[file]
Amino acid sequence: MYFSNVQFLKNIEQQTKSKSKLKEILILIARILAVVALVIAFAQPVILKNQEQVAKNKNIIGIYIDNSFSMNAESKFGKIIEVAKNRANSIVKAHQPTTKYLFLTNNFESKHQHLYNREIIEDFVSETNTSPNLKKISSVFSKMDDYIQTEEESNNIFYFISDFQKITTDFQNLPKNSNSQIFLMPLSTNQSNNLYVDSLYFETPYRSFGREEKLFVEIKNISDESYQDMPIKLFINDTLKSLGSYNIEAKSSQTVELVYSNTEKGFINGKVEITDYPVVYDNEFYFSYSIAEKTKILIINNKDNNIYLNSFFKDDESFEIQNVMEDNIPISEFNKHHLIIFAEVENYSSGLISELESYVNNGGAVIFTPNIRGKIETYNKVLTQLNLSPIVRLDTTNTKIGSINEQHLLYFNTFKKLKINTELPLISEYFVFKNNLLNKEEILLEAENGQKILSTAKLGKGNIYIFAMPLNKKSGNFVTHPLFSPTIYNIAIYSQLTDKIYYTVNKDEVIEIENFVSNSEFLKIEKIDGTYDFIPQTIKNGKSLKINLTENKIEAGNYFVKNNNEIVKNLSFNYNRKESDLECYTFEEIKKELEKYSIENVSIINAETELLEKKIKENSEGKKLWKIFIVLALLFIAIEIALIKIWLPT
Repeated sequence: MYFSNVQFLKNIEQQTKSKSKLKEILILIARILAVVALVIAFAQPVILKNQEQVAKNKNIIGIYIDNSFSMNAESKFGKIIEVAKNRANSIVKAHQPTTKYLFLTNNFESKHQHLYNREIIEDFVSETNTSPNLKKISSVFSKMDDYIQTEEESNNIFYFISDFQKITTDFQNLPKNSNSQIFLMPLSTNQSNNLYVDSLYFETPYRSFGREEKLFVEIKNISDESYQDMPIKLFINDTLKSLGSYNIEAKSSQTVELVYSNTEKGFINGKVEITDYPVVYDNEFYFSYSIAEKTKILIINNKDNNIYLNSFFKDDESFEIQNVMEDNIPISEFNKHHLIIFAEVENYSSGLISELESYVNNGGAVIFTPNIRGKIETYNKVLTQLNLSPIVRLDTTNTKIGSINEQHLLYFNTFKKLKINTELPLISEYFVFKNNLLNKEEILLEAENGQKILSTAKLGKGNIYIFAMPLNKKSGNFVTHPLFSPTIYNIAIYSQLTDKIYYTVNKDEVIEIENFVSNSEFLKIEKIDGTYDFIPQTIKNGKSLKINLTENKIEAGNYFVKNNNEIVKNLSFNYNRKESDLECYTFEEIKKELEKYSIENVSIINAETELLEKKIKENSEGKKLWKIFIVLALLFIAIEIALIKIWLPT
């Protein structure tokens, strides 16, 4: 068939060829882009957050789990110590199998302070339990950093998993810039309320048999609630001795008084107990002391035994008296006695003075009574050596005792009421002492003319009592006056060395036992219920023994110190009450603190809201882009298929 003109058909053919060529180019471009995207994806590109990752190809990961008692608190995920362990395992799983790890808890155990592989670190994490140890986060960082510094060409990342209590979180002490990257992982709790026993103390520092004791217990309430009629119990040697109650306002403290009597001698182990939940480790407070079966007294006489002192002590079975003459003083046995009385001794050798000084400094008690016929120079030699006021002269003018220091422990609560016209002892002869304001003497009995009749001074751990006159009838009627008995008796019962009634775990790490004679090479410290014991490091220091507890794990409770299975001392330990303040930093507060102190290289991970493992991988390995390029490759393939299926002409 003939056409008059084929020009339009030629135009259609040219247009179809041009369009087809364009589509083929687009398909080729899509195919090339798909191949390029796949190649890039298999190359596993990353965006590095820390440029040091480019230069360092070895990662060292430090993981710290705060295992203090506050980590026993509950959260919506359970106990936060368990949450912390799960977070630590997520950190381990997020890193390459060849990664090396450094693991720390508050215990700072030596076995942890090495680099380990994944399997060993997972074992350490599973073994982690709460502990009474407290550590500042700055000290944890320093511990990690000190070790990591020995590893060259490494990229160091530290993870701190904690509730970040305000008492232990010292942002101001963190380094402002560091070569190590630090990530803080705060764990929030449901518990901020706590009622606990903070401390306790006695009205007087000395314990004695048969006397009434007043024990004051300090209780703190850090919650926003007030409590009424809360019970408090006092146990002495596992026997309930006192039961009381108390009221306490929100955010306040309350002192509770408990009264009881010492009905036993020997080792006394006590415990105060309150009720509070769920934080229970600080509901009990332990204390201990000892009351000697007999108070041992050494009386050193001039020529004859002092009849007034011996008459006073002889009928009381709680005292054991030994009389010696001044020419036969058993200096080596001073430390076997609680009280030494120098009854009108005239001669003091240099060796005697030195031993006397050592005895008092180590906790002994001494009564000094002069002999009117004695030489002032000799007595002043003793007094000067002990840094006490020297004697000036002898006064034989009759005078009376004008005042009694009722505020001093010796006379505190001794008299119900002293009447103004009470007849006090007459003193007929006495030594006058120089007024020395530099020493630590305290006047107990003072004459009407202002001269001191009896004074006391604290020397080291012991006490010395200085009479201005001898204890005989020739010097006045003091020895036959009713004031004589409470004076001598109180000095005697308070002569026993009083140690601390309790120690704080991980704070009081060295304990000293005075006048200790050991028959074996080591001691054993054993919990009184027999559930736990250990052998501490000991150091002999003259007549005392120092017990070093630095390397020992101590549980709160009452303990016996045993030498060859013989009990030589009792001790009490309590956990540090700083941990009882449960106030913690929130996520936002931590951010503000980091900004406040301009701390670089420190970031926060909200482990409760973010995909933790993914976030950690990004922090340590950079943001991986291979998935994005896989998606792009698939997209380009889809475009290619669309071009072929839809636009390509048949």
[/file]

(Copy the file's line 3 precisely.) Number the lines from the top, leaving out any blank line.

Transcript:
């Protein structure tokens, strides 16, 4: 068939060829882009957050789990110590199998302070339990950093998993810039309320048999609630001795008084107990002391035994008296006695003075009574050596005792009421002492003319009592006056060395036992219920023994110190009450603190809201882009298929 003109058909053919060529180019471009995207994806590109990752190809990961008692608190995920362990395992799983790890808890155990592989670190994490140890986060960082510094060409990342209590979180002490990257992982709790026993103390520092004791217990309430009629119990040697109650306002403290009597001698182990939940480790407070079966007294006489002192002590079975003459003083046995009385001794050798000084400094008690016929120079030699006021002269003018220091422990609560016209002892002869304001003497009995009749001074751990006159009838009627008995008796019962009634775990790490004679090479410290014991490091220091507890794990409770299975001392330990303040930093507060102190290289991970493992991988390995390029490759393939299926002409 003939056409008059084929020009339009030629135009259609040219247009179809041009369009087809364009589509083929687009398909080729899509195919090339798909191949390029796949190649890039298999190359596993990353965006590095820390440029040091480019230069360092070895990662060292430090993981710290705060295992203090506050980590026993509950959260919506359970106990936060368990949450912390799960977070630590997520950190381990997020890193390459060849990664090396450094693991720390508050215990700072030596076995942890090495680099380990994944399997060993997972074992350490599973073994982690709460502990009474407290550590500042700055000290944890320093511990990690000190070790990591020995590893060259490494990229160091530290993870701190904690509730970040305000008492232990010292942002101001963190380094402002560091070569190590630090990530803080705060764990929030449901518990901020706590009622606990903070401390306790006695009205007087000395314990004695048969006397009434007043024990004051300090209780703190850090919650926003007030409590009424809360019970408090006092146990002495596992026997309930006192039961009381108390009221306490929100955010306040309350002192509770408990009264009881010492009905036993020997080792006394006590415990105060309150009720509070769920934080229970600080509901009990332990204390201990000892009351000697007999108070041992050494009386050193001039020529004859002092009849007034011996008459006073002889009928009381709680005292054991030994009389010696001044020419036969058993200096080596001073430390076997609680009280030494120098009854009108005239001669003091240099060796005697030195031993006397050592005895008092180590906790002994001494009564000094002069002999009117004695030489002032000799007595002043003793007094000067002990840094006490020297004697000036002898006064034989009759005078009376004008005042009694009722505020001093010796006379505190001794008299119900002293009447103004009470007849006090007459003193007929006495030594006058120089007024020395530099020493630590305290006047107990003072004459009407202002001269001191009896004074006391604290020397080291012991006490010395200085009479201005001898204890005989020739010097006045003091020895036959009713004031004589409470004076001598109180000095005697308070002569026993009083140690601390309790120690704080991980704070009081060295304990000293005075006048200790050991028959074996080591001691054993054993919990009184027999559930736990250990052998501490000991150091002999003259007549005392120092017990070093630095390397020992101590549980709160009452303990016996045993030498060859013989009990030589009792001790009490309590956990540090700083941990009882449960106030913690929130996520936002931590951010503000980091900004406040301009701390670089420190970031926060909200482990409760973010995909933790993914976030950690990004922090340590950079943001991986291979998935994005896989998606792009698939997209380009889809475009290619669309071009072929839809636009390509048949």